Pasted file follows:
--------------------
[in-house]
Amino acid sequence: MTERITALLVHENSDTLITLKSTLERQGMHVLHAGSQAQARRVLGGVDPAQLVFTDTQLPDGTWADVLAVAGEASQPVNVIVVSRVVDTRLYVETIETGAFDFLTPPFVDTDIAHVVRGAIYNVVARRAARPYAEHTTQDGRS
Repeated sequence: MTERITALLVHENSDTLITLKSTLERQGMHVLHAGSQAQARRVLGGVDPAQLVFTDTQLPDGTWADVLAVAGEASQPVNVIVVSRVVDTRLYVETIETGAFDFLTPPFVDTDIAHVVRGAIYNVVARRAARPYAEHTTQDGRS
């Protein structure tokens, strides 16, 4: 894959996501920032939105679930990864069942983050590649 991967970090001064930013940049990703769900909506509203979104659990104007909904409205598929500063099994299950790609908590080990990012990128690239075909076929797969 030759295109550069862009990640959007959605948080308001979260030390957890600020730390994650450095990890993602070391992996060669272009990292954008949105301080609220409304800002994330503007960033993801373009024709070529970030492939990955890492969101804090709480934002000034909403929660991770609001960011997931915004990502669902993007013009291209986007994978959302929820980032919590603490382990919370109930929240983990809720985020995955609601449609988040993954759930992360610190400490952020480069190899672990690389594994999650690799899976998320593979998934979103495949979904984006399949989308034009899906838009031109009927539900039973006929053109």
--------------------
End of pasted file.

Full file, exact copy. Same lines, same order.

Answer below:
[in-house]
Amino acid sequence: MTERITALLVHENSDTLITLKSTLERQGMHVLHAGSQAQARRVLGGVDPAQLVFTDTQLPDGTWADVLAVAGEASQPVNVIVVSRVVDTRLYVETIETGAFDFLTPPFVDTDIAHVVRGAIYNVVARRAARPYAEHTTQDGRS
Repeated sequence: MTERITALLVHENSDTLITLKSTLERQGMHVLHAGSQAQARRVLGGVDPAQLVFTDTQLPDGTWADVLAVAGEASQPVNVIVVSRVVDTRLYVETIETGAFDFLTPPFVDTDIAHVVRGAIYNVVARRAARPYAEHTTQDGRS
């Protein structure tokens, strides 16, 4: 894959996501920032939105679930990864069942983050590649 991967970090001064930013940049990703769900909506509203979104659990104007909904409205598929500063099994299950790609908590080990990012990128690239075909076929797969 030759295109550069862009990640959007959605948080308001979260030390957890600020730390994650450095990890993602070391992996060669272009990292954008949105301080609220409304800002994330503007960033993801373009024709070529970030492939990955890492969101804090709480934002000034909403929660991770609001960011997931915004990502669902993007013009291209986007994978959302929820980032919590603490382990919370109930929240983990809720985020995955609601449609988040993954759930992360610190400490952020480069190899672990690389594994999650690799899976998320593979998934979103495949979904984006399949989308034009899906838009031109009927539900039973006929053109």